Nobody can really pinpoint the exact origin of the “Thin Blue Line.” It was referred to in the 1950’s by Los Angeles Police Chief Bill Parker. When the 70’s rolled around, author and police officer Joseph Wambaugh used it too. It has been in use ever since and was turned into a flag by a college student in 2014 named Andrew Jacob.

Jacob now owns Thin Blue Line USA, one of the largest online retailers of blue line flags, T-shirts and the rest of the stuff all the new kids buy. Some pin the origin of the “Thin Blue Line” to the British Army 93rd Highland Regiment. They were referred to as the “Thin Red Line” during one of the battles of the Crimean War because the Scottish Highlanders stood their ground against a relentless Russian cavalry charge. We know our brothers and sisters in the fire service can lay claim to that date for sure.

Quite simply, for those of us, at least, the thin blue line has been symbol of fraternity and esprit de corps. The symbol is that police are the thin blue line that stands between law and order and chaos.

Now fast forward to August 2017 in Charlottesville, Virginia at the Unite the Right rally. The rally was attended by far-right groups, including self-identified members of the alt-right, neo-Confederates, neo-fascists, white nationalists, neo-Nazis, Klansmen and other various right-wing militias. I am not immune to the divisiveness, hatred, bigotry, injuries, and even death, caused by the rally. It was another difficult chapter in our country’s history.

Unfortunately, a couple of attendees decided to display a thin blue line flag at the rally. At that very moment in 2017, the thin blue line was divisive and racist! I remain dumfounded that a decision by literally a few individuals at a racist rally has branded a proud symbol of our profession.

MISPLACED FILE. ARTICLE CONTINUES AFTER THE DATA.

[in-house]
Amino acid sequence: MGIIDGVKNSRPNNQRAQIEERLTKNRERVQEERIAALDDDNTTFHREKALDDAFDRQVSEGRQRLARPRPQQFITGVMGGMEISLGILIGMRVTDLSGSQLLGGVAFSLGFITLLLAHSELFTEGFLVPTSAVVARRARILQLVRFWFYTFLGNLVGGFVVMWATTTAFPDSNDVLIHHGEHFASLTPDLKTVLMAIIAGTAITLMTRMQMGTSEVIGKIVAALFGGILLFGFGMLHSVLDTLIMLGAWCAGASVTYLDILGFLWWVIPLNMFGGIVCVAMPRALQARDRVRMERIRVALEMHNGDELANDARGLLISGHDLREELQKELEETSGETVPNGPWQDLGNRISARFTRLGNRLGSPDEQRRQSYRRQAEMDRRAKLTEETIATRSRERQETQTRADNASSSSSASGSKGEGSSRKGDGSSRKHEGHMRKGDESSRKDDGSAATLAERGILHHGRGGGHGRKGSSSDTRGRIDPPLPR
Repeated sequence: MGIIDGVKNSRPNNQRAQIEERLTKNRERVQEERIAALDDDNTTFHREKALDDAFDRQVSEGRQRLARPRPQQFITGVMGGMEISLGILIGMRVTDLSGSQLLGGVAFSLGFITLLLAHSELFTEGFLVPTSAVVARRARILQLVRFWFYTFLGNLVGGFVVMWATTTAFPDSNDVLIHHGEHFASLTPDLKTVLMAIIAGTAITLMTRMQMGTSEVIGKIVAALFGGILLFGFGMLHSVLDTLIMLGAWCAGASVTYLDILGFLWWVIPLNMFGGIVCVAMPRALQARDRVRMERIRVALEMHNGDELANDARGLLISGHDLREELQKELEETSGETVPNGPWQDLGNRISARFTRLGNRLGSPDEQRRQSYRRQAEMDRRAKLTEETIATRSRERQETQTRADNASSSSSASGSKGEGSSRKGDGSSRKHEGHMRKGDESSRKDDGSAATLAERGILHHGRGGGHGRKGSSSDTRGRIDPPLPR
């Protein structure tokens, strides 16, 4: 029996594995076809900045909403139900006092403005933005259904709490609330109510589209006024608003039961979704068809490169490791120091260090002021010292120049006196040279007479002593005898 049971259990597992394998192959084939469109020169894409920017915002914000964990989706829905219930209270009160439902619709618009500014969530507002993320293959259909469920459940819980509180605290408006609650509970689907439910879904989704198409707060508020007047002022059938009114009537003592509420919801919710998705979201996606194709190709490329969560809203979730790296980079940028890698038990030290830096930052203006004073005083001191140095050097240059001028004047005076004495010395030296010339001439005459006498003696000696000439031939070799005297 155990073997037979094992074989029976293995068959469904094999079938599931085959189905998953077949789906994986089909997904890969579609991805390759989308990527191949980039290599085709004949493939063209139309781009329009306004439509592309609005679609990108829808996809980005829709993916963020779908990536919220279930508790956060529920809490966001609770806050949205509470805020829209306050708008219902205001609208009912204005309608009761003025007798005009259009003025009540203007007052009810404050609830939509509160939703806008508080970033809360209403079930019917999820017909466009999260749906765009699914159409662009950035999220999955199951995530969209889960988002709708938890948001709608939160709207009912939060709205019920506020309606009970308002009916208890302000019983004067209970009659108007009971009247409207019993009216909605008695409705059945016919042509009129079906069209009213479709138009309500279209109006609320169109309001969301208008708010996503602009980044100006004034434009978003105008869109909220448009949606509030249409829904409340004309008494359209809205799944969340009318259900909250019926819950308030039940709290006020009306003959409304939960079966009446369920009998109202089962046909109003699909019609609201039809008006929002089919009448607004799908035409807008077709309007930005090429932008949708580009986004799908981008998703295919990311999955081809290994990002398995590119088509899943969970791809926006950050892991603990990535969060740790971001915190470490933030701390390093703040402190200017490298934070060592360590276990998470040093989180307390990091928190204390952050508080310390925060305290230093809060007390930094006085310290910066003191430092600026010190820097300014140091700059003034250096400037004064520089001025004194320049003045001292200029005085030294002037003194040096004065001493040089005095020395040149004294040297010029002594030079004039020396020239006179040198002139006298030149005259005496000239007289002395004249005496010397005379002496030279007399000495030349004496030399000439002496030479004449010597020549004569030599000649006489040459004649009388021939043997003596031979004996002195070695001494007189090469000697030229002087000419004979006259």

Flemington Mayor Betsy Driver woke up one morning in June of 2020 and decided (herself) that the thin blue line running down Main Street since 2016 needed to be removed. She commented:

“This morning before most of Flemington woke up, I had the divisive blue line running down Main Street painted over. It’s time we put that shameful dividing line behind us.”

Well, I hope the mayor doesn’t wake up one morning and decide she doesn’t like Coca Cola, traffic signals or pizza shops. I am not being flippant. I just want to show you how absurd this has been.

I was on a recent township Zoom meeting regarding a police department. One of the retired officers had his Police Unity Tour photo as his background. And what was behind him? A thin blue line flag. One of the other attendees quickly pounced and stated that he was obviously biased and divisive “because of the divisive symbol in his photo.” I literally thought I was hearing things. Unfortunately, I wasn’t.

The examples of how this has become such an issue go on and on.  In Holmdel, Yale College student Eileen Huang started a petition to remove their thin blue line. The township formed an ad-hoc committee as a result.

“I started the petition because I was frustrated to see such an intrinsically anti-Black symbol on the streets of my primarily white, conservative hometown,” Huang told the Holmdel-Hazlet Patch.

Intrinsically anti-black? Because she said so? The committee determined “…the symbol has been appropriated by white supremacist groups and the blue line now has the effect of making some members of our community feel unwelcome, and even threatened, in Holmdel.”

Thin Blue Line USA released a statement shortly after the events in Charlottesville, stating, “The flag has no association with racism, hatred or bigotry,” Jacob said. “It’s a flag to show support for law enforcement — no politics involved.” The company officially disavowed its use in Charlottesville.

Bigotry is prejudice against a person or people based on their membership of a particular group. Hate is intense or passionate dislike. There are nearly one million law enforcement officers in the U.S. who conduct almost 18,000 citizen contacts a day. Yet we are often broadly painted as the few who dishonor our oath because of the few idiots who carried a proud symbol of our profession into a racist rally. But despite their bigotry and prejudice, we remain the thin blue line.